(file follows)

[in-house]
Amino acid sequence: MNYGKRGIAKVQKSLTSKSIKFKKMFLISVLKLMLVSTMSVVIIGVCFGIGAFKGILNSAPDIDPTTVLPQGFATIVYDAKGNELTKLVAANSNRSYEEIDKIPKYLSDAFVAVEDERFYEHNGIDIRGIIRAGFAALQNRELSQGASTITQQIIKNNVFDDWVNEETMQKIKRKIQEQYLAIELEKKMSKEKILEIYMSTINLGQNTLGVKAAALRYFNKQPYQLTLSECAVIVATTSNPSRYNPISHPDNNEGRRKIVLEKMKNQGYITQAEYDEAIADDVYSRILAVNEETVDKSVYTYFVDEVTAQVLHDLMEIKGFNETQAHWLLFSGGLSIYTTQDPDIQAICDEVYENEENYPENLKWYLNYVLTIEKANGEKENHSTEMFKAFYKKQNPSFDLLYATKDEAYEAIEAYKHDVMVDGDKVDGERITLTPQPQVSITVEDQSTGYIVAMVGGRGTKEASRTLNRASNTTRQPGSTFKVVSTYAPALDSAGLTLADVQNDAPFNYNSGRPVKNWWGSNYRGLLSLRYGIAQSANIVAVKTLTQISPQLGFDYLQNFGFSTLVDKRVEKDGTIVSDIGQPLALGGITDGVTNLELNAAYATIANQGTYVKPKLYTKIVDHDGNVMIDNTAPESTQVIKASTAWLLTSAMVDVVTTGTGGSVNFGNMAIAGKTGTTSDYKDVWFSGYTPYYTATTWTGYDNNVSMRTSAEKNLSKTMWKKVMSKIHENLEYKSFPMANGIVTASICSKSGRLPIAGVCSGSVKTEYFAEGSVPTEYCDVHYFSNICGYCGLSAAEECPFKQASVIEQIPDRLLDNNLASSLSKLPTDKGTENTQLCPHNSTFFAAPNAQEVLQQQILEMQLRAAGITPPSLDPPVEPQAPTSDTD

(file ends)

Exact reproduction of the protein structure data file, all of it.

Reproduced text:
[in-house]
Amino acid sequence: MNYGKRGIAKVQKSLTSKSIKFKKMFLISVLKLMLVSTMSVVIIGVCFGIGAFKGILNSAPDIDPTTVLPQGFATIVYDAKGNELTKLVAANSNRSYEEIDKIPKYLSDAFVAVEDERFYEHNGIDIRGIIRAGFAALQNRELSQGASTITQQIIKNNVFDDWVNEETMQKIKRKIQEQYLAIELEKKMSKEKILEIYMSTINLGQNTLGVKAAALRYFNKQPYQLTLSECAVIVATTSNPSRYNPISHPDNNEGRRKIVLEKMKNQGYITQAEYDEAIADDVYSRILAVNEETVDKSVYTYFVDEVTAQVLHDLMEIKGFNETQAHWLLFSGGLSIYTTQDPDIQAICDEVYENEENYPENLKWYLNYVLTIEKANGEKENHSTEMFKAFYKKQNPSFDLLYATKDEAYEAIEAYKHDVMVDGDKVDGERITLTPQPQVSITVEDQSTGYIVAMVGGRGTKEASRTLNRASNTTRQPGSTFKVVSTYAPALDSAGLTLADVQNDAPFNYNSGRPVKNWWGSNYRGLLSLRYGIAQSANIVAVKTLTQISPQLGFDYLQNFGFSTLVDKRVEKDGTIVSDIGQPLALGGITDGVTNLELNAAYATIANQGTYVKPKLYTKIVDHDGNVMIDNTAPESTQVIKASTAWLLTSAMVDVVTTGTGGSVNFGNMAIAGKTGTTSDYKDVWFSGYTPYYTATTWTGYDNNVSMRTSAEKNLSKTMWKKVMSKIHENLEYKSFPMANGIVTASICSKSGRLPIAGVCSGSVKTEYFAEGSVPTEYCDVHYFSNICGYCGLSAAEECPFKQASVIEQIPDRLLDNNLASSLSKLPTDKGTENTQLCPHNSTFFAAPNAQEVLQQQILEMQLRAAGITPPSLDPPVEPQAPTSDTD